Does Charitable Giving in Your Estate Plan Have Tax Benefits?

When you start the process of estate planning, your main goals may include avoiding probate, protecting generational wealth, and ensuring that your spouse, children, or other family members are cared for in your absence. You might also consider legal options like wills and trusts, along with directives for healthcare, guardianship, and funerary concerns.

There are also estate tax considerations. Many assets can be placed in a trust to avoid probate and ensure they go directly to beneficiaries, but not everything can be placed in a trust. You may want to keep some financial accounts separate for easy access.

You could face unwanted tax liabilities if you place certain retirement accounts in a trust. Tax-free health savings accounts can’t be placed in a trust. There are several options available when you create your estate plan, but not all can help you avoid taxes.

What about charitable giving? If you’re interested in philanthropy, especially as part of your end-of-life plan for distributing wealth, it’s important to understand the potential benefits to your overall estate plan.

Tax Advantages of Charitable Giving

Charitable gifts offer tax advantages not only during your lifetime but also when estate planning takes effect. Making philanthropy part of your estate plan could be as simple as bequeathing gifts to charities of your choice.

You could also set up a donor-advised fund (DAF) or consider trust structures such as an irrevocable trust, a charitable lead trust (CLT), or a charitable remainder trust (CRT), depending on your goals. Retirement accounts may be another great option for charitable giving at the end of your life, especially if you’re concerned about the estate tax burden on your heirs.


A donor-advised fund offers income tax deductions if you contribute during your lifetime, but it can also provide inheritance tax advantages. Many people find this option attractive because they can recommend grants to preferred organizations when the DAF is funded. 

Establishing a private foundation is another option, but this will be managed by a board of directors or trustees, removing some measure of control over how funds are distributed.


A simple trust can be established to funnel assets to any named beneficiary, including a charitable organization. However, certain trust structures may offer greater advantages.

A charitable lead trust, for example, is an irrevocable trust that offers the opportunity to donate to charity during your lifetime, with remaining assets passing along to non-charitable beneficiaries such as children or grandchildren at the time of death. Although the remainder constitutes a taxable gift, the liability will be reduced.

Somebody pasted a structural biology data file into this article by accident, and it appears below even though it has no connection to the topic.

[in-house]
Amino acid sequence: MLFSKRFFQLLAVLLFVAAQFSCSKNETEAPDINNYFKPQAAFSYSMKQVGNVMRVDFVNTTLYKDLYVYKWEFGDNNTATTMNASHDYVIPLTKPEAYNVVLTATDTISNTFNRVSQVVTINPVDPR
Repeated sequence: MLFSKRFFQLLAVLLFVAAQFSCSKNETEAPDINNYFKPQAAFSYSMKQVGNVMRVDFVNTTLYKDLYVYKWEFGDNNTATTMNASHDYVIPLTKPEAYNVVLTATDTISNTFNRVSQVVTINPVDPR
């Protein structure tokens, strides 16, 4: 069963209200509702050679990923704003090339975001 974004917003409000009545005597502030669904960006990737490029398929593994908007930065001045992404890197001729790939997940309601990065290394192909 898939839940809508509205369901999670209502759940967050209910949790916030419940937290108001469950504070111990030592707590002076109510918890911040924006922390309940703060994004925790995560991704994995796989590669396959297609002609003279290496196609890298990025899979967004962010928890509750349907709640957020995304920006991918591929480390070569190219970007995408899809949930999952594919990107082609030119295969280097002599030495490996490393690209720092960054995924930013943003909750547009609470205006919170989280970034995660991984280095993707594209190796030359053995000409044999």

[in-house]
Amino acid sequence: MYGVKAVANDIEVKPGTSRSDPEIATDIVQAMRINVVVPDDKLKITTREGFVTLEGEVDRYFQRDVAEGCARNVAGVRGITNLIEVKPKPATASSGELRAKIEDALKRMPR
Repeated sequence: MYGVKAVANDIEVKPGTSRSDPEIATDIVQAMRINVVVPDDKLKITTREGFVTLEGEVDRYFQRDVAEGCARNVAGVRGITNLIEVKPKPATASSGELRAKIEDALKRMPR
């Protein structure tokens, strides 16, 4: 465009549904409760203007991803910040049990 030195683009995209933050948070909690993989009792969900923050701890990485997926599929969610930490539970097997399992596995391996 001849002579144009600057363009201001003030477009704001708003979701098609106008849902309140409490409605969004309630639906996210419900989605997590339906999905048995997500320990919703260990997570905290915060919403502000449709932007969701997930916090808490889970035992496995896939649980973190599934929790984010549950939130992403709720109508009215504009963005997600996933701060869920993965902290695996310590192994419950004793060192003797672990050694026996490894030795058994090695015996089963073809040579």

A charitable remainder trust, also an irrevocable trust, is essentially the opposite of a CLT. It provides you with income during your lifetime but bequeaths the remainder of assets to a charitable entity upon death. The main advantage here is that the trust is tax-exempt, which makes it an ideal option if you want to sell stocks or real estate but defer capital gains tax to gain the greatest benefit from your investments.

Retirement Accounts

Because retirement accounts are typically not placed in trusts, they can be subject to some of the highest taxation at the time of death. For this reason, you might want to consider passing retirement assets to a charity through your estate plan to decrease the tax burden on heirs (through charitable tax deduction) while maximizing contributions to charity (as charities will not be taxed on these assets).

Planning for Charitable Giving

There are plenty of opportunities to give to charity as part of your estate plan. Choosing the best options will depend on your assets and goals.

Are you looking for an estate tax planning professional in Orange County, CA, to help you determine the best ways to donate to charity? Contact OC Wills & Trust Attorneys to create a personalized plan suited to your unique needs and preferences.

Brian Chew, the managing partner of OC Wills & Trust Attorneys, has extensive experience in the areas of estate planning, asset protection planning, business succession planning, long-term care planning, and veterans’ benefits. By devoting his practice to estate planning matters, he has founded a firm that strives to provide exceptional service to their clients by working closely with individuals and their families to create comprehensive and customized estate plans. For the past twenty five years, Brian has served thousands of clients in the matters of estate planning, wills and trusts. If you have any questions about this article, you can reach Brian Chew here.